In the eyes of Impower, a Princeton, NJ-based e-mail brokerage firm, 24/7 Mail’s Riddler.com e-mail list gets a four on a scale of one to nine (with one being the best). eLerts, an e-mail list owned by eGroups gets a two, and NBC.com’s e-mail list rates a three. At opposite ends of the spectrum are IDG’s The Industry Standard e-mail list, which receives a one and Catelogs.com, an IMG Direct Web site whose e-mail list registers a nine.
The rankings come courtesy of eScore, Impower’s new and sure-to-be-controversial system for rating e-mail lists according to the quality and accuracy of the opt-in process used to capture e-mail names.
Eric Zilling, president of Impower, says the company has cataloged nearly 125 million opted-in e-mail names from 137 different list owners. The firm also has ranked each of those lists on a nine-scale system that ranges from complete permission-granted opt in to borderline opt out to pure spam.
“eScore is a tool to track opt in level of names on opt in e-mail lists,” said Zilling, who has spent the last few months developing, refining and launching the ratings system. “The data and other information on almost every e-mail list in the world are updated on a daily basis.”
Impower, which began as a division of direct mail list company American List Counsel called ALC Interactive, was relaunched and spun off as an e-mail list broker last year.
To come up with the rankings, Impower analyzes the way each list owner generates the names in its database. Specifically, Impower examines the privacy language on the site, what control — if any — a user has over decisions about receiving promotional e-mails and then assigns a score between one and nine. A rating of one signifies a pure opt-in list, while a score of nine means the lists was likely built by harvesting names or some other duplicitous method.
Zilling says lists that score in the one to four range are usually quality names that Impower frequently recommends to its clients. More than 50 percent of the 122 million e-mail names Impower has identified as of April 2000, come from lists with an eScore rating between one and four, Zilling said.
Impower does not usually recommend lists that fall in the five to nine scale for its clients and suggests caution for anyone considering whether or not to use one of those lists. If, however, the only available e-mail list of, say, left-handed plumbers, registered a seven and a manufacturer-client of Impower wanted to reach them, Impower wouldn’t dissuade them. Zilling said he wouldn’t have anything to do with a number nine list, which he calls spam.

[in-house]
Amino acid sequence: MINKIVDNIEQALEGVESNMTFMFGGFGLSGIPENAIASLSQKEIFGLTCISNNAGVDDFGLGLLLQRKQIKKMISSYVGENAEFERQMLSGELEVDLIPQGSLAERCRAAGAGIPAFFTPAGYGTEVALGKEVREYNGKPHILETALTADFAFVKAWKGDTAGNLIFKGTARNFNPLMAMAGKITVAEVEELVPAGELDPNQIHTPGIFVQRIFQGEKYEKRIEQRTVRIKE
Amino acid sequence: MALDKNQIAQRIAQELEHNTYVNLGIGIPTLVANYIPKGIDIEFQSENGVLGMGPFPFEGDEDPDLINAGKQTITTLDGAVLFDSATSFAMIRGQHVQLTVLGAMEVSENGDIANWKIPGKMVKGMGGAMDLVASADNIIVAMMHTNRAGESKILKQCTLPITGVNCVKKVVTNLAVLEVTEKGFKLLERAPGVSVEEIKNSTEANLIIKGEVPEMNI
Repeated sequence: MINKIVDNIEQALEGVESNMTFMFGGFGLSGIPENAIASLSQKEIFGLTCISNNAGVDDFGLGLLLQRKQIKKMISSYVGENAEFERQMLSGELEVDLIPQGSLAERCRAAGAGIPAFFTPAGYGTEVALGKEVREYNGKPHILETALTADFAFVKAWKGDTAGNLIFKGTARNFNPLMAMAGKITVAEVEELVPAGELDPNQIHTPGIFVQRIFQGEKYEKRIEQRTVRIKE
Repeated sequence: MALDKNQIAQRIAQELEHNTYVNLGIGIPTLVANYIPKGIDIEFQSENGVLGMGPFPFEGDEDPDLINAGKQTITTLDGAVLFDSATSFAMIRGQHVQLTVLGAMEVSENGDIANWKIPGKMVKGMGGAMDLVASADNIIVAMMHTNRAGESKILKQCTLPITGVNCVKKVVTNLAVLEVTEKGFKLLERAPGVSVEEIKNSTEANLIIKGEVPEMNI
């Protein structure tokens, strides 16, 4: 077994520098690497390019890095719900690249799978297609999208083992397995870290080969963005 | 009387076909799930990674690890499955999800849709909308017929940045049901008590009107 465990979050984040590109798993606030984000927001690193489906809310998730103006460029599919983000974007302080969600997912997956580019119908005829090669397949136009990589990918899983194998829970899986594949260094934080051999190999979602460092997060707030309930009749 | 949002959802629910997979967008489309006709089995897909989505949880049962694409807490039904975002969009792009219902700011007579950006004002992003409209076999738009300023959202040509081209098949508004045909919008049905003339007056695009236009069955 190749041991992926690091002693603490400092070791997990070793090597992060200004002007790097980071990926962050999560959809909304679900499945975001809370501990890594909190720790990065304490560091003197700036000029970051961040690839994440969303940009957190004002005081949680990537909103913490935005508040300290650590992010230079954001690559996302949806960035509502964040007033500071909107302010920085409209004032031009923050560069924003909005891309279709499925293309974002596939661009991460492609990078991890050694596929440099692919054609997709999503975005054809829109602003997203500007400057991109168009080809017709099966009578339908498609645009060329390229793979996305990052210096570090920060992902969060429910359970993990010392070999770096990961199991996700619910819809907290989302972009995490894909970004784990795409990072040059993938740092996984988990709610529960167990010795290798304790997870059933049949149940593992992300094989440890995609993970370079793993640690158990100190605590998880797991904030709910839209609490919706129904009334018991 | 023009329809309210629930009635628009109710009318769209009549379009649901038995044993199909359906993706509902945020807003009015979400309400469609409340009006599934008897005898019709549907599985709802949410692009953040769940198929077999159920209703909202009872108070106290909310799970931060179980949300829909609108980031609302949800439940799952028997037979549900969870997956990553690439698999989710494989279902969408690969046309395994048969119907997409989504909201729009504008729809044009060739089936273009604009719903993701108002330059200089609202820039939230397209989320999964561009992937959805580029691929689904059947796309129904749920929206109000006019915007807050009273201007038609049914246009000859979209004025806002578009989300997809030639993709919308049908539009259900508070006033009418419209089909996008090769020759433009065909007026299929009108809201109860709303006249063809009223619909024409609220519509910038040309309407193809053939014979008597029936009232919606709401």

Impower believes that it is doing the e-mail marketing community a service by providing an “objective” analysis of the existing e-mail names.
While Impower does manage e-mail lists on behalf of clients, it says it can objectively evaluate the permission policy of all lists because it also operates as a list broker, promoting whichever lists serve its clients.
Zilling, a 15-year direct mail veteran who’s had stints with list firms Direct Media and the Millard Group, said he is looking to bring those DM list service principals to the online world.
Impower, which originally debuted as the Interactive division of American List Counsel, was spun off as its own firm in October 1999. “RFM [recency, frequency and monetary] plays the same role in e-mail as it does in direct marketing,” he said.
Besides its list evaluating and brokering services, Impower also is attempting to become one of the few companies to merge and purge e-mail lists. The company recently received permission to merge and purge a 45 million-name e-mail list on behalf of one of its major clients. (Impower declined to name the client.)
Zilling said he believes that e-mail list owners are becoming more agreeable to merge/purge requests. He said Impower tells the owners that it will randomly allocate the merged names across all of the lists.
Whether or not the practice becomes as widespread as it is in the traditional mailing industry depends on how strongly clients force the issue.
Other services that Impower claims to bring to market include a cost-per-click advertising network made up of some 40 partner companies and various Internet-based customer and campaign management functions.